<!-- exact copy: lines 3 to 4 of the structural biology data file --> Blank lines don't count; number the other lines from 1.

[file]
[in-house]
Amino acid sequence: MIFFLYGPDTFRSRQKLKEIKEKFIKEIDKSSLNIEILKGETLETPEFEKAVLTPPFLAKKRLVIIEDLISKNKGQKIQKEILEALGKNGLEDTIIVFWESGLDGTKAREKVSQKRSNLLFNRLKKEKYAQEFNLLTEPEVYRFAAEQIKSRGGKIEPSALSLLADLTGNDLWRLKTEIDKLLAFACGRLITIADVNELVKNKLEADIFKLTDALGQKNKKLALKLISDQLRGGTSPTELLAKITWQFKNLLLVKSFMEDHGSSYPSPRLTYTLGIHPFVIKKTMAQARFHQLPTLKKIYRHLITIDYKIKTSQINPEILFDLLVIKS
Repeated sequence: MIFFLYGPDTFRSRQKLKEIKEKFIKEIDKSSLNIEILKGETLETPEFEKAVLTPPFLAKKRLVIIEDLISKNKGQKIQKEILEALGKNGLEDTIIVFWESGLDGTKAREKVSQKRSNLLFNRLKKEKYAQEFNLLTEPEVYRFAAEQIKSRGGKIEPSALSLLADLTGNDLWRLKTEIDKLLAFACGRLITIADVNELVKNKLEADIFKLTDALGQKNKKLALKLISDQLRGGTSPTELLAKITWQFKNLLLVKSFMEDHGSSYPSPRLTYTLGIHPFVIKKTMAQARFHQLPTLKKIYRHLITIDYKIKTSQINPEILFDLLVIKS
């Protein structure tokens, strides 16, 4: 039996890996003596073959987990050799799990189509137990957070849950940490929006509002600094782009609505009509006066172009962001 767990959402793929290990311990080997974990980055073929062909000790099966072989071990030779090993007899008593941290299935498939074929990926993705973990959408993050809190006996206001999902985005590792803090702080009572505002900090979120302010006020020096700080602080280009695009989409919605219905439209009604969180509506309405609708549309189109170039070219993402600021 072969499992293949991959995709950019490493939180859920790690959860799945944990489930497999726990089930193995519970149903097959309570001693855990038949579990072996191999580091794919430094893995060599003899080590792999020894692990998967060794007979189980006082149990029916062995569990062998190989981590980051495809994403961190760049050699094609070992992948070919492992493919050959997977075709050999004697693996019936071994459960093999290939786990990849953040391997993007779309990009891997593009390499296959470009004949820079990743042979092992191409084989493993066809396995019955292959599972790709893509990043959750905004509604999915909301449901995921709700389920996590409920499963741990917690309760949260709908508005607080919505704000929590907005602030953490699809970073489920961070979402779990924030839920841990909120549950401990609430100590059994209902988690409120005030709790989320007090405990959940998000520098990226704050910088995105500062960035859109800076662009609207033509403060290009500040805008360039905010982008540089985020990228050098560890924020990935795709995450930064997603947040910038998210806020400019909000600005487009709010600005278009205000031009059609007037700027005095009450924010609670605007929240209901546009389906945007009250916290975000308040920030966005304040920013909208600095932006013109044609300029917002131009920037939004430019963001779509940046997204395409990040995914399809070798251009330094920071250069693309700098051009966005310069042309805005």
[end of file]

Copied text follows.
Repeated sequence: MIFFLYGPDTFRSRQKLKEIKEKFIKEIDKSSLNIEILKGETLETPEFEKAVLTPPFLAKKRLVIIEDLISKNKGQKIQKEILEALGKNGLEDTIIVFWESGLDGTKAREKVSQKRSNLLFNRLKKEKYAQEFNLLTEPEVYRFAAEQIKSRGGKIEPSALSLLADLTGNDLWRLKTEIDKLLAFACGRLITIADVNELVKNKLEADIFKLTDALGQKNKKLALKLISDQLRGGTSPTELLAKITWQFKNLLLVKSFMEDHGSSYPSPRLTYTLGIHPFVIKKTMAQARFHQLPTLKKIYRHLITIDYKIKTSQINPEILFDLLVIKS
């Protein structure tokens, strides 16, 4: 039996890996003596073959987990050799799990189509137990957070849950940490929006509002600094782009609505009509006066172009962001 767990959402793929290990311990080997974990980055073929062909000790099966072989071990030779090993007899008593941290299935498939074929990926993705973990959408993050809190006996206001999902985005590792803090702080009572505002900090979120302010006020020096700080602080280009695009989409919605219905439209009604969180509506309405609708549309189109170039070219993402600021 072969499992293949991959995709950019490493939180859920790690959860799945944990489930497999726990089930193995519970149903097959309570001693855990038949579990072996191999580091794919430094893995060599003899080590792999020894692990998967060794007979189980006082149990029916062995569990062998190989981590980051495809994403961190760049050699094609070992992948070919492992493919050959997977075709050999004697693996019936071994459960093999290939786990990849953040391997993007779309990009891997593009390499296959470009004949820079990743042979092992191409084989493993066809396995019955292959599972790709893509990043959750905004509604999915909301449901995921709700389920996590409920499963741990917690309760949260709908508005607080919505704000929590907005602030953490699809970073489920961070979402779990924030839920841990909120549950401990609430100590059994209902988690409120005030709790989320007090405990959940998000520098990226704050910088995105500062960035859109800076662009609207033509403060290009500040805008360039905010982008540089985020990228050098560890924020990935795709995450930064997603947040910038998210806020400019909000600005487009709010600005278009205000031009059609007037700027005095009450924010609670605007929240209901546009389906945007009250916290975000308040920030966005304040920013909208600095932006013109044609300029917002131009920037939004430019963001779509940046997204395409990040995914399809070798251009330094920071250069693309700098051009966005310069042309805005």